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FCA looks at Fintech Future

Thursday 21 June 2018


So how is the UK handing the question of competition and innovation in their own markets?

While competition and innovation seem to go hand-in-hand, sometimes they need help from yet another invisible hand, says Christopher Woolard, Executive Director of Strategy and Competition at the Financial Conduct Authority (FCA).

“At the heart of Innovate is the understanding that regulation designed to fit different products at different points in time can hinder the progress of new technologies created for the here and now,” Woolard explained.

While Woolard spoke broadly about competition, the focus of his talk was on the type of future fintech products could bring to the financial market.

FCA’s Innovate and the regulatory sandbox are just some the ways the regulator is able to lend an invisible helping hand.

This is very similar to what the Australian Securities and Investments Commission (ASIC) is trying to do with their innovation sandbox and Innovation Hub. However, the Australian sandbox came under recent criticism from the local Insurtech community who felt it was not necessarily fit-for-purpose when considering the insurance business model, and indeed, it has been reported by the Australian Financial Review that the insurtech community has all but given up on the sandbox.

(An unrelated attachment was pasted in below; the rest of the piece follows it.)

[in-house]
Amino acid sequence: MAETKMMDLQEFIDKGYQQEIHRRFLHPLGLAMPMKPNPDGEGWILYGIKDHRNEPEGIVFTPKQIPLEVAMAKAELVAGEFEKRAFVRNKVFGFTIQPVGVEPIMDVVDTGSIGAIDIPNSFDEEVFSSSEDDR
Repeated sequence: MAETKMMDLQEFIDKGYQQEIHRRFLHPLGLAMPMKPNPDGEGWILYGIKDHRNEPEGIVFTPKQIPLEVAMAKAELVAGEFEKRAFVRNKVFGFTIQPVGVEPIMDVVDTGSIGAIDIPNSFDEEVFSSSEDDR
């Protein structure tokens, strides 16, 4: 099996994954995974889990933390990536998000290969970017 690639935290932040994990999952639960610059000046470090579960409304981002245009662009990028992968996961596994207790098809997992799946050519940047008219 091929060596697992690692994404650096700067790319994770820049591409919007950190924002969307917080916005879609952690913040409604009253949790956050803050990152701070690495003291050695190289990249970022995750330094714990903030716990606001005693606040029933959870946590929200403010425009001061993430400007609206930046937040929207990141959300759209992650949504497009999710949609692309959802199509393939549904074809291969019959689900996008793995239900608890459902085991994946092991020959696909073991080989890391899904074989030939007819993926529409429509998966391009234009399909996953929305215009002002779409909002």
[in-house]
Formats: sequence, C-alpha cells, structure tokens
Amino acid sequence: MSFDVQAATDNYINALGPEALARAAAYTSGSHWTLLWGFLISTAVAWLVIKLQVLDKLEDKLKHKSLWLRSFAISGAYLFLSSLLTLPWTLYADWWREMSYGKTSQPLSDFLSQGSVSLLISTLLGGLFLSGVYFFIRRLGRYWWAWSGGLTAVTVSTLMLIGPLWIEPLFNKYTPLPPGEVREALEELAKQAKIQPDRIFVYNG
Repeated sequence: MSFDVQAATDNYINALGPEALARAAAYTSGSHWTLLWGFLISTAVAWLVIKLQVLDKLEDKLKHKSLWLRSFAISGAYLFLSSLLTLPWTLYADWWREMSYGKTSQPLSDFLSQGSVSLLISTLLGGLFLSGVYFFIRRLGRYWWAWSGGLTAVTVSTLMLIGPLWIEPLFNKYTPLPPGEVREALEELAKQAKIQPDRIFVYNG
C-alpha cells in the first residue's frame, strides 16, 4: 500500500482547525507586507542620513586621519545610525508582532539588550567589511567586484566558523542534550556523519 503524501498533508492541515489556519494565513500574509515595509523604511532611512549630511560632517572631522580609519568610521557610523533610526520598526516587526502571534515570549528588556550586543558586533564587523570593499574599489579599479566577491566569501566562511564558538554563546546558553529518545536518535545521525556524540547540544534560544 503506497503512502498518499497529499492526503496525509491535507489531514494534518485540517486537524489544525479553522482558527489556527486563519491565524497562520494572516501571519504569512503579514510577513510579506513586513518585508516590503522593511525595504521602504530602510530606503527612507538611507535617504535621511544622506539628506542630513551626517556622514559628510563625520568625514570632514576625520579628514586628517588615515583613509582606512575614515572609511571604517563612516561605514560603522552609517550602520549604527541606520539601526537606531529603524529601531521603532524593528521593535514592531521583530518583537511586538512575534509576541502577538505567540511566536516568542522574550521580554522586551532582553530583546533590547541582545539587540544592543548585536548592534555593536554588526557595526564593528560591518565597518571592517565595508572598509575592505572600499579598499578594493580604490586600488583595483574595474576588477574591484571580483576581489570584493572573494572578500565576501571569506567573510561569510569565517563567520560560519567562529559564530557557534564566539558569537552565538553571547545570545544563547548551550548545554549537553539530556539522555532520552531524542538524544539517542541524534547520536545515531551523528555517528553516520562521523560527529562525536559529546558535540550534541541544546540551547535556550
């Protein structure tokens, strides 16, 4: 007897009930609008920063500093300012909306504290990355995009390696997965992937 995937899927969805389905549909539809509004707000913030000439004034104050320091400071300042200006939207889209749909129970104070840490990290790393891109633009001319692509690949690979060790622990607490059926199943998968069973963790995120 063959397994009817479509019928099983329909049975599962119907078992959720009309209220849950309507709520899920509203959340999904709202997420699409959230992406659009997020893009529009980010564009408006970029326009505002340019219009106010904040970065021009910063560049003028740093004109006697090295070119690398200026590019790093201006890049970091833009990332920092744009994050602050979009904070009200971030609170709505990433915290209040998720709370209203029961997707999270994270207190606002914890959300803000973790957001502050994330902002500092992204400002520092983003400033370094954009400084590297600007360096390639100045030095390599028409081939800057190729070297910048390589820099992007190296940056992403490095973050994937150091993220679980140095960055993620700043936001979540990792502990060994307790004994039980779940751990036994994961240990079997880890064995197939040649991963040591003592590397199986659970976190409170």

According to the FCA, it is not interested in helping innovation for innovation’s sake. Instead, it is looking for those new financial products that will contribute to the market and the community.

“We are looking for products that serve a genuine consumer need and that offer a solution to an underserved corner of the market or a new approach to a thorny issue,” said Woolard.

The FCA, like ASIC, have signed numerous memorandums of understanding regarding the regulatory sand box and are exploring the notion of allowing participants into the sandbox to test in multiple jurisdictions at the same time.

So what could global sand box look like? Here is the FCA’s proposal:

  1. Invite applicants to address pre-identified challenges:
    We know firms face certain regulatory problems that cross jurisdictional boundaries, for example developing innovative solutions to 
    Anti-Money Laundering (AML) compliance and Know Your Customer (KYC) on-boarding, and payments services that seek to transfer money cross-border. The global sandbox could help regulators and firms work together to define where these common problems exist, and collaborate to find solutions. Under this approach, participating regulators could set out areas where cross-border testing would be most beneficial, and invite firms to participate in the global sandbox to propose tests to explore these. Firms would benefit from having access to support from multiple regulators in the design and supervision of their test.
  2. Support specific firms with cross border ambitions across any sector:
    Innovation is a powerful way of encouraging greater competition in the market. The global sandbox could allow firms that have ambitions to grow in scale in different markets to bring their idea to market more quickly and easily, creating more effective competition. Our experience with the regulatory sandbox in the UK has identified some firms that may benefit from this, and we are keen to hear from firms who could see value in testing their ideas in multiple markets.
  3. Seek to address policy and regulatory challenges:
    The global sandbox could convene joint events and/or papers on emerging trends and challenges to leverage the diverse experience of participating regulators and firms, and work toward consistent approaches.

For those operating out of the UK, click here to respond to some of the FCA’s questions for consideration.